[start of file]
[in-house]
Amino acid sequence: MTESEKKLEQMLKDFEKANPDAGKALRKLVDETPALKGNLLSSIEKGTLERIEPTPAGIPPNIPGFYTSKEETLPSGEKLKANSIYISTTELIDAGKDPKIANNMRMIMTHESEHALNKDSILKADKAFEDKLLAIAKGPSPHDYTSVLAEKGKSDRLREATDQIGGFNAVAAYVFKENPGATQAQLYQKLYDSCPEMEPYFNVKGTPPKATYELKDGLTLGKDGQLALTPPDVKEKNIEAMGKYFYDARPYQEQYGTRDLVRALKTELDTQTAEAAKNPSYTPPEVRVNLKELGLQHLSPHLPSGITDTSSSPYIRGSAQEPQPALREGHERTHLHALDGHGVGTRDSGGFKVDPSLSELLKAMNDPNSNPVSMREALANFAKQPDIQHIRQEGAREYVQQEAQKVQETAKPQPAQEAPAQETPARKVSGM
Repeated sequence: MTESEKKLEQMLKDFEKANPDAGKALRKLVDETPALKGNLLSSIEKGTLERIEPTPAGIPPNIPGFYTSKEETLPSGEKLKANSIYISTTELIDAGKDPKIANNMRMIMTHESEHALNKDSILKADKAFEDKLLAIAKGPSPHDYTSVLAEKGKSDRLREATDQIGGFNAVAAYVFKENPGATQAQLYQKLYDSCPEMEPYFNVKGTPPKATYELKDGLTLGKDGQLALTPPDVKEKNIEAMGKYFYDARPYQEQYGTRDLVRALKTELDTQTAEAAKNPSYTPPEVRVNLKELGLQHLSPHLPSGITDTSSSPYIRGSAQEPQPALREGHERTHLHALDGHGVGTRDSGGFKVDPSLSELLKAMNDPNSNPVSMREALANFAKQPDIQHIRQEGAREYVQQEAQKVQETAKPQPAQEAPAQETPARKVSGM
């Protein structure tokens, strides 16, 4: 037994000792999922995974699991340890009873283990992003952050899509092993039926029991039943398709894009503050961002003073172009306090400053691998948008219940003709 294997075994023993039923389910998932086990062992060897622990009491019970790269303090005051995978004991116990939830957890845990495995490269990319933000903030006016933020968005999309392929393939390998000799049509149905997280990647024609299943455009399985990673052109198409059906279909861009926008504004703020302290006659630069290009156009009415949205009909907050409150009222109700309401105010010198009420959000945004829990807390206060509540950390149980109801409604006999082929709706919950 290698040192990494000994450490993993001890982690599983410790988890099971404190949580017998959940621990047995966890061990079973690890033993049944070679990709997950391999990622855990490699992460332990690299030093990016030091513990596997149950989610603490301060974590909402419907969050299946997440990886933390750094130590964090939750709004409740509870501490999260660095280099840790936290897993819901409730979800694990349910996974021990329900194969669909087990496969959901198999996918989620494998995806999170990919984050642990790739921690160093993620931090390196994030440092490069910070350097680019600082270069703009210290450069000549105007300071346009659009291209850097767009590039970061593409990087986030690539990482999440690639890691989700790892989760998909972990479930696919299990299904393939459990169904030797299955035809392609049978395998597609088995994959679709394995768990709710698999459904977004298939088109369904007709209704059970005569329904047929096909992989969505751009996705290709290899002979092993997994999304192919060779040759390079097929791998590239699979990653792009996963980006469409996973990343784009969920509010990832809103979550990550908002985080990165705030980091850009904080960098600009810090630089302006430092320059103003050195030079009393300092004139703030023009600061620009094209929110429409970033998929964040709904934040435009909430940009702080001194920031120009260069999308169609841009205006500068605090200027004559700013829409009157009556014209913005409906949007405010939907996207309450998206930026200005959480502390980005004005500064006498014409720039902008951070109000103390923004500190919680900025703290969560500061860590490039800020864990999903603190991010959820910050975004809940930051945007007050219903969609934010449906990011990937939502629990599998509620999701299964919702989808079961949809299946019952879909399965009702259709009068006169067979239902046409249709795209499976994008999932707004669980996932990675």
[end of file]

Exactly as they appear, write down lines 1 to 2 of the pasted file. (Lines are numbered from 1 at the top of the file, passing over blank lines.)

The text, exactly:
[in-house]
Amino acid sequence: MTESEKKLEQMLKDFEKANPDAGKALRKLVDETPALKGNLLSSIEKGTLERIEPTPAGIPPNIPGFYTSKEETLPSGEKLKANSIYISTTELIDAGKDPKIANNMRMIMTHESEHALNKDSILKADKAFEDKLLAIAKGPSPHDYTSVLAEKGKSDRLREATDQIGGFNAVAAYVFKENPGATQAQLYQKLYDSCPEMEPYFNVKGTPPKATYELKDGLTLGKDGQLALTPPDVKEKNIEAMGKYFYDARPYQEQYGTRDLVRALKTELDTQTAEAAKNPSYTPPEVRVNLKELGLQHLSPHLPSGITDTSSSPYIRGSAQEPQPALREGHERTHLHALDGHGVGTRDSGGFKVDPSLSELLKAMNDPNSNPVSMREALANFAKQPDIQHIRQEGAREYVQQEAQKVQETAKPQPAQEAPAQETPARKVSGM